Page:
Sun Xueting waits anxiously for the first batch of rose water to come out of a factory in the suburbs of Shanghai.
Saturday is the first day of Lixia, or the beginning of summer, in accordance with China's traditional "solar terms." The 24 solar terms, including Lixia, were added to the UNESCO list of Intangible Cultural Heritage in 2016.
"Chinese farmers used astronomical signs, changes in temperature and precipitation to create a calendar that divides the year into 24 segments to guide farmers over the four seasons," said Liu Kuili, head of the China Folklore Society.
But for Sun, the solar terms have brought business opportunities. Last year, she quit her job and started making hydrolates based on the plants associated with each solar term.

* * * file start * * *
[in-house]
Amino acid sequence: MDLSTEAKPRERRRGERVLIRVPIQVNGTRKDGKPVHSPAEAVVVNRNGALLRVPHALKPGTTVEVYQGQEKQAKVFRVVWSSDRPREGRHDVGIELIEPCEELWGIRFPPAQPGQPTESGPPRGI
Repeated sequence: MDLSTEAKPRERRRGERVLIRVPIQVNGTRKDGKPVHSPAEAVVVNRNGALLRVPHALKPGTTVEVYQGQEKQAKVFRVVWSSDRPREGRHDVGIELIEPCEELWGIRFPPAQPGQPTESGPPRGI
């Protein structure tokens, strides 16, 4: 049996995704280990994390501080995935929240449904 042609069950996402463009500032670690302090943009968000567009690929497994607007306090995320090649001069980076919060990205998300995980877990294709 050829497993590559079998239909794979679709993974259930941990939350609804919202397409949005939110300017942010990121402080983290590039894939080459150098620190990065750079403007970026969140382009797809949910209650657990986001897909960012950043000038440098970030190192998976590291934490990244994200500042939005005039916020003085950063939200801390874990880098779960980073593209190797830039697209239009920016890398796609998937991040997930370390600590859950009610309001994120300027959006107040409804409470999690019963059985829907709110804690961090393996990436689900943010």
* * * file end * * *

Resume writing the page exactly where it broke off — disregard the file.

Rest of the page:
The 24 terms each have a companion plant. Rose, for example, is for Lixia, and cinnamon is for Lidong, the beginning of winter.
"I worked out the best times for picking the best flowers and turning them into hydrolate," Sun said.
A hydrolate is an aqueous suspension of essential oil extracted from plants, which can be used in food or for skin protection.
"In Chinese culture, hydrolate is mentioned frequently, such as in the Dream of the Red Mansions," Sun said. "I thought it would be a good idea to make the product."
"Putting the 24 solar terms into bottles is a way to remind people of our culture," Sun said. "I hope they will appreciate the changes of seasons more and find the flavor of nature in my bottles."